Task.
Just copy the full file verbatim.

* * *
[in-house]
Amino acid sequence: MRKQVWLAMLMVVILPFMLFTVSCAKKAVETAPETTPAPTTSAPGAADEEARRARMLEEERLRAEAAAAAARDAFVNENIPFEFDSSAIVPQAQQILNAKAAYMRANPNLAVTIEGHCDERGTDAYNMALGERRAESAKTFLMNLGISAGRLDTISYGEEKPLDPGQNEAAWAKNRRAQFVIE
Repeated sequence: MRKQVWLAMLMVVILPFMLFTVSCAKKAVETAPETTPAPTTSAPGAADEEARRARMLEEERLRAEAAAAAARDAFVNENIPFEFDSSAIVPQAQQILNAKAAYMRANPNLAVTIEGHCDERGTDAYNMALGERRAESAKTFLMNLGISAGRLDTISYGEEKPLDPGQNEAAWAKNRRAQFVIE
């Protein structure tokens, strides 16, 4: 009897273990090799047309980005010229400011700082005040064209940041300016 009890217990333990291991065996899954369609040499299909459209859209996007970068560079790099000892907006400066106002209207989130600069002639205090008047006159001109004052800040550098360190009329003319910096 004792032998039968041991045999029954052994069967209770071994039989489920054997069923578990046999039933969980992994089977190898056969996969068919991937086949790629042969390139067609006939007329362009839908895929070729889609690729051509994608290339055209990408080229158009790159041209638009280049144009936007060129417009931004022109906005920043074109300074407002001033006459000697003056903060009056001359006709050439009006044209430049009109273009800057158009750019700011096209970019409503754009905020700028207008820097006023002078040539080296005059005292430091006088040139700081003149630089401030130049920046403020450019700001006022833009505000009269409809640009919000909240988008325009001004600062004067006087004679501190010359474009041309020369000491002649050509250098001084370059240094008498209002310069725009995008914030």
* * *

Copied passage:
[in-house]
Amino acid sequence: MRKQVWLAMLMVVILPFMLFTVSCAKKAVETAPETTPAPTTSAPGAADEEARRARMLEEERLRAEAAAAAARDAFVNENIPFEFDSSAIVPQAQQILNAKAAYMRANPNLAVTIEGHCDERGTDAYNMALGERRAESAKTFLMNLGISAGRLDTISYGEEKPLDPGQNEAAWAKNRRAQFVIE
Repeated sequence: MRKQVWLAMLMVVILPFMLFTVSCAKKAVETAPETTPAPTTSAPGAADEEARRARMLEEERLRAEAAAAAARDAFVNENIPFEFDSSAIVPQAQQILNAKAAYMRANPNLAVTIEGHCDERGTDAYNMALGERRAESAKTFLMNLGISAGRLDTISYGEEKPLDPGQNEAAWAKNRRAQFVIE
């Protein structure tokens, strides 16, 4: 009897273990090799047309980005010229400011700082005040064209940041300016 009890217990333990291991065996899954369609040499299909459209859209996007970068560079790099000892907006400066106002209207989130600069002639205090008047006159001109004052800040550098360190009329003319910096 004792032998039968041991045999029954052994069967209770071994039989489920054997069923578990046999039933969980992994089977190898056969996969068919991937086949790629042969390139067609006939007329362009839908895929070729889609690729051509994608290339055209990408080229158009790159041209638009280049144009936007060129417009931004022109906005920043074109300074407002001033006459000697003056903060009056001359006709050439009006044209430049009109273009800057158009750019700011096209970019409503754009905020700028207008820097006023002078040539080296005059005292430091006088040139700081003149630089401030130049920046403020450019700001006022833009505000009269409809640009919000909240988008325009001004600062004067006087004679501190010359474009041309020369000491002649050509250098001084370059240094008498209002310069725009995008914030």